"Let's Get Real should be required viewing for anyone interested in providing safe schools for young people."

Jerry Newberry, M.Ed., Executive Director, National Education Association, Health Information Network

"Let's Get Real has been a very effective part of our district-wide initiative for all schools - elementary through high school - designed to prevent discrimination and protect student safety."

Dr. Rob Kessler, Superintendent of San Ramon Valley Unified School District

"Let's Get Real is by far the best video I have ever seen about bullying. The articulate voices of the young people, the imaginative visuals, and the clear organization combine to make a teaching tool of great impact and vision."

Stan Davis, Bullying-Prevention Consultant,

"...a remarkably candid documentary about sexual harassment, name-calling, and bullying that features no re-enactments or adults, just a wide variety of sound bites and interviews with real middle, junior, and high school students."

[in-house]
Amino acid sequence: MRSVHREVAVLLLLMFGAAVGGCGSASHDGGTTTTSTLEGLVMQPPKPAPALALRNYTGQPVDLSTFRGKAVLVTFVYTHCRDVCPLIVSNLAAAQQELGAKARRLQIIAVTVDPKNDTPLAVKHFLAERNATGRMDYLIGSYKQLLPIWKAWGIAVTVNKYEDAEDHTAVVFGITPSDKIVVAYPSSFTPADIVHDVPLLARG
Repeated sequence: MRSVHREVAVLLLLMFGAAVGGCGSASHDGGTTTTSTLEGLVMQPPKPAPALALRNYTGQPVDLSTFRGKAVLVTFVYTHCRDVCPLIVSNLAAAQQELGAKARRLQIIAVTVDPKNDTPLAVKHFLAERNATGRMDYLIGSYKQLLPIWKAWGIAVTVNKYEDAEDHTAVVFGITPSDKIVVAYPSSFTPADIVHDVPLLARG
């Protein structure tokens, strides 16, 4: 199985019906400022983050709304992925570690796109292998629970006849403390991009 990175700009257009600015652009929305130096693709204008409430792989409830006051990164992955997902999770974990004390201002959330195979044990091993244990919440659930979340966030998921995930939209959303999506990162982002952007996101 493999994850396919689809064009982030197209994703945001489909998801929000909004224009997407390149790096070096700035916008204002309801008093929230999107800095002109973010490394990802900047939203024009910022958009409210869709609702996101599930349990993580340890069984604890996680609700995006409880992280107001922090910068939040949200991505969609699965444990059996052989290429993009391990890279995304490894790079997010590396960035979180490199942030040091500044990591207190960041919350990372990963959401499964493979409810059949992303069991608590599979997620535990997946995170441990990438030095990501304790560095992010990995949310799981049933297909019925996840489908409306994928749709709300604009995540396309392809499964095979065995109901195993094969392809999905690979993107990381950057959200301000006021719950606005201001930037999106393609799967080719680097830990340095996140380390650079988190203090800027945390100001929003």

Video Librarian

"Let's Get Real is an extremely well-made video...It goes beyond similar efforts, because it talks to youths who bully, drawing out their explanations and what it would take to make them stop."

Youth Today, The Newspaper on Youth Work

"Let's Get Real is a moving and powerful film that shows why we must not accept bullying as a rite of passage for our youth. The film is an indispensable training resource for educators and concerned adults who want to stop the cycle of violence both inside and outside the classroom."

Ellen Hofheimer Bettmann, Director of Training and Resources, Anti-Defamation League

"Let's Get Real is unlike any other film I've seen on bullying. It presents an unflinching look at what has become an epidemic in our schools. These kids break your heart with their courage and honesty."

Dr. Irvin Howard Past President, California League of Middle Schools

"Let's Get Real is another powerful example of the value of kids teaching kids. The video and guide take the subject of bullying by the throat and gives it a good, hard shake. The comprehensive curriculum guide is usable and insightful."